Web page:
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British Labour has to break out of the neo-liberal ‘cost’ framing trap

Summary:
The other day I read a report in the UK Guardian (April 6, 2017) – Jeremy Corbyn: add VAT to private education fees to fund school meals – which appeared to signal that the world has gone mad. Today, I read a story in the Financial Times (April 11, 2017) – NHS looks to hedge funds to finance possible improvements. They both tell us how entrenched the erroneous neo-liberal ‘cost’ framing is. Modern Monetary Theory (MMT) emphasises real resource availability as the demarcation of fiscal space and rejects the way in which ‘costs’ are framed in the mainstream debate. Statements such as the ‘nation cannot afford the cost of some program’ are never made when the military goes crazy and launches millions of dollars of missiles to be blasted off in the dark of the night. But when it comes to public health systems or the nutritional requirements of our children, the neo-liberals have their calculators out toting up the dollars. However, the actual cost of a government program is the change it causes in the usage of real resources. When we ask whether the nation can afford a policy initiative, we should ignore the $x and consider what real resources are available and the potential benefits. The available real resources constitute the fiscal space. The fiscal space should then always be related to the purposes to which we aspire, and the destination we wish to reach.

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The other day I read a report in the UK Guardian (April 6, 2017) – Jeremy Corbyn: add VAT to private education fees to fund school meals – which appeared to signal that the world has gone mad. Today, I read a story in the Financial Times (April 11, 2017) – NHS looks to hedge funds to finance possible improvements. They both tell us how entrenched the erroneous neo-liberal ‘cost’ framing is. Modern Monetary Theory (MMT) emphasises real resource availability as the demarcation of fiscal space and rejects the way in which ‘costs’ are framed in the mainstream debate. Statements such as the ‘nation cannot afford the cost of some program’ are never made when the military goes crazy and launches millions of dollars of missiles to be blasted off in the dark of the night. But when it comes to public health systems or the nutritional requirements of our children, the neo-liberals have their calculators out toting up the dollars. However, the actual cost of a government program is the change it causes in the usage of real resources. When we ask whether the nation can afford a policy initiative, we should ignore the $x and consider what real resources are available and the potential benefits. The available real resources constitute the fiscal space. The fiscal space should then always be related to the purposes to which we aspire, and the destination we wish to reach. British Labour needs to learn those basics fast and to break out of the neo-liberal ‘cost’ framing it is trapped within.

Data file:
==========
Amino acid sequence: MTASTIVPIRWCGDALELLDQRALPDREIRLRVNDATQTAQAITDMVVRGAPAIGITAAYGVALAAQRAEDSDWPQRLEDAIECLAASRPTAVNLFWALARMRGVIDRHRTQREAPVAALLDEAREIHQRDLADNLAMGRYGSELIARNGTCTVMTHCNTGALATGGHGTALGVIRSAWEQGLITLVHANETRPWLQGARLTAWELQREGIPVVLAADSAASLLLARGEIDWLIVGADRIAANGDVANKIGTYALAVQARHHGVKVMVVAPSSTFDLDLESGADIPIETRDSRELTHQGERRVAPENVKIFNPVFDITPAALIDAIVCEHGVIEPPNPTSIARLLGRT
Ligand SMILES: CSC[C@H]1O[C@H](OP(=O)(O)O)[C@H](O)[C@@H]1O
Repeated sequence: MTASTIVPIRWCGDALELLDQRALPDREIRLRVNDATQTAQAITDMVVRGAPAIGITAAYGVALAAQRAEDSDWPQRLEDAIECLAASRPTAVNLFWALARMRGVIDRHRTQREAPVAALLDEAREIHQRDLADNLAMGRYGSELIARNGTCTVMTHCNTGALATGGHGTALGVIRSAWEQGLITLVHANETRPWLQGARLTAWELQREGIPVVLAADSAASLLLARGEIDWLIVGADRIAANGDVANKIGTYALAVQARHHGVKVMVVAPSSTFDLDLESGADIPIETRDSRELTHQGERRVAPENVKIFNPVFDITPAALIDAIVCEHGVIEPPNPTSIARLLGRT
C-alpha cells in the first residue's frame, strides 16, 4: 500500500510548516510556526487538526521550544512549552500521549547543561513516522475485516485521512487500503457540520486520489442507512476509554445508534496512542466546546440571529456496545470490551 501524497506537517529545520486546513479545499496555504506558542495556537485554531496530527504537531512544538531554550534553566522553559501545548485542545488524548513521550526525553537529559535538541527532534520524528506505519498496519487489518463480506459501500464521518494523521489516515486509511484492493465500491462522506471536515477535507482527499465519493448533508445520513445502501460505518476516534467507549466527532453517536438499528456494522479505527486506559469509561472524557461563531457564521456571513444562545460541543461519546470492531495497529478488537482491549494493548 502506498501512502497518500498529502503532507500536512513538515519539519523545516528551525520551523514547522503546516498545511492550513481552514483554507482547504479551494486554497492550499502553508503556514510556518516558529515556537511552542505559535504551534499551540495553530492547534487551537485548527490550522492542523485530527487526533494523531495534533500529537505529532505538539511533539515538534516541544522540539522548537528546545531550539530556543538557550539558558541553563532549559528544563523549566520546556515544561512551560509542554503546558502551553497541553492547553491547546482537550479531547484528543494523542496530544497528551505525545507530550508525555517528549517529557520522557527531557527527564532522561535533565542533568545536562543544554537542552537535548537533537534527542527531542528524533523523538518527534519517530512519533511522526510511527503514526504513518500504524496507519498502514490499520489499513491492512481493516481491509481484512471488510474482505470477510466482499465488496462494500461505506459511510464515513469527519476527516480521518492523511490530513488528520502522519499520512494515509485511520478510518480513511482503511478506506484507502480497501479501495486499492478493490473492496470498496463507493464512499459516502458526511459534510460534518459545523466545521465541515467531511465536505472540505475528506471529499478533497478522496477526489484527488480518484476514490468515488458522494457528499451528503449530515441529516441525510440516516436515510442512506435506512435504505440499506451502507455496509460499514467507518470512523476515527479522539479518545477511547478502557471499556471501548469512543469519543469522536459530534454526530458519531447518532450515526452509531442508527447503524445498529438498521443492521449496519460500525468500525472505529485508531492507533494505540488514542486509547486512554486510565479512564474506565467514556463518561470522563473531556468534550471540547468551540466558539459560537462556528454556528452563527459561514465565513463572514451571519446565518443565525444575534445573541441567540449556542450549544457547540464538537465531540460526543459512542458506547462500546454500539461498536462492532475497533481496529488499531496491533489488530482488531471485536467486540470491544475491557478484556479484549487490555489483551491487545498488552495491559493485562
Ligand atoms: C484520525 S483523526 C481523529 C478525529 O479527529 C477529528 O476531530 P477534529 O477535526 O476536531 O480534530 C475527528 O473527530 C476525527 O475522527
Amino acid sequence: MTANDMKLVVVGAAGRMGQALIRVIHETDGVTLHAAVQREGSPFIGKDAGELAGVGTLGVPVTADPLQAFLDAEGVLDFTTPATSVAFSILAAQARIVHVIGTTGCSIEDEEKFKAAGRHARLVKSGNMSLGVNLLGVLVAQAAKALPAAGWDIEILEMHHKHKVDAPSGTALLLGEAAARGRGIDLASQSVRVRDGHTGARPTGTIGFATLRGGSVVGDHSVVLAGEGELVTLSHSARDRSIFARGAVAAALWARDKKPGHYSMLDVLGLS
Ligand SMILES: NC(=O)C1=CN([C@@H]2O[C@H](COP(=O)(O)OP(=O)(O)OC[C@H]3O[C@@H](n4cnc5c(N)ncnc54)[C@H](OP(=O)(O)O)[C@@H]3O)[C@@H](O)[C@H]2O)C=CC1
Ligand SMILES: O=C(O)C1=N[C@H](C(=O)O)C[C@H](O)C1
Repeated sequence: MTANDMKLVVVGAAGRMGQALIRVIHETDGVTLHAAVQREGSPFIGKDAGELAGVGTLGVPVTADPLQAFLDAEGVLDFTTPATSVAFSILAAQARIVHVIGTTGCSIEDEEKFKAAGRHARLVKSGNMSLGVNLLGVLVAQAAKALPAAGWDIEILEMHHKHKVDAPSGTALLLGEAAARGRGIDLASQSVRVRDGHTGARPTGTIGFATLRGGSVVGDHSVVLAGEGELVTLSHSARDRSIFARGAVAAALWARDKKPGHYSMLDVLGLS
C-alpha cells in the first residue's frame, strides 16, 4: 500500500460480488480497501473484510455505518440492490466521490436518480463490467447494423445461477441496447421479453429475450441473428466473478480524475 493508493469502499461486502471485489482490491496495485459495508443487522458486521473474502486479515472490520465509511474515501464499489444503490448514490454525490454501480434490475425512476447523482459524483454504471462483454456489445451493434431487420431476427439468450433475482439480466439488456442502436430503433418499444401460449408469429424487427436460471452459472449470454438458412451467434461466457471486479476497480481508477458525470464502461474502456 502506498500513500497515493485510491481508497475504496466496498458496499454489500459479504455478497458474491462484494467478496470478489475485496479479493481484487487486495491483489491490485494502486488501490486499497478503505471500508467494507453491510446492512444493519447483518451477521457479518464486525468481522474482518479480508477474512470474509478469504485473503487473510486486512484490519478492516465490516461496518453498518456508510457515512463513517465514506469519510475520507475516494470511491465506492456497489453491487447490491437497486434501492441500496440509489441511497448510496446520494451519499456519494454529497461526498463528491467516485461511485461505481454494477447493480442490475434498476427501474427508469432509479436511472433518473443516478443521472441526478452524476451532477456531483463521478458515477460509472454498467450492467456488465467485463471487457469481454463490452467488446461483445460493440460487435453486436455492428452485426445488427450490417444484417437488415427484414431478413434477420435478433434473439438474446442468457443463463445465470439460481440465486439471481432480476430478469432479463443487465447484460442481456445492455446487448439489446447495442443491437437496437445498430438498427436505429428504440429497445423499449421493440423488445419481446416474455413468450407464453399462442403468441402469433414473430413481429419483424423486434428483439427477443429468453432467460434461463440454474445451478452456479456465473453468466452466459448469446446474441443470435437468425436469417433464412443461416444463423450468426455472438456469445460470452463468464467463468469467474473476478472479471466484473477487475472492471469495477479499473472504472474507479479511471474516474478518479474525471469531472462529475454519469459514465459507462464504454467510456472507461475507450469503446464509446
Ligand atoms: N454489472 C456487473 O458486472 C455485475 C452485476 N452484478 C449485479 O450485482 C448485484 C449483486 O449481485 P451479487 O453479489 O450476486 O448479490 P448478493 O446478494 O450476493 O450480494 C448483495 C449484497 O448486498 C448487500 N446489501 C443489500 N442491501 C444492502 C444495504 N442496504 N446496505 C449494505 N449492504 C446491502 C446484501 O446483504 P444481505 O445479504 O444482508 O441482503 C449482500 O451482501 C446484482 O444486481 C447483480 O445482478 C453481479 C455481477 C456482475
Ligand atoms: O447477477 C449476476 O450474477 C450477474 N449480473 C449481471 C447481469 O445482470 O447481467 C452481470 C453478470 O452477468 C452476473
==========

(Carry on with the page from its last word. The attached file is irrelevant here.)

On February 21, 2017, the peculiarly British institution, The King’s Fund, which historically has operated to “allow for the collection and distribution of funds in support of the hospitals of London”, released a report – Delivering sustainability and transformation plans – which examined the so-called Sustainability and transformation plans (STPs).

The STPs are “five-year plans covering all aspects of NHS spending in England” and were introduced in the NHS planning guidelines in December 2015.

Essentially, England has been subdivided into 44 geographic areas (with an average of about 1.2 million population in each although the range is from 300,000 to 2.8 million) and plans, based on identified local needs, were drawn up.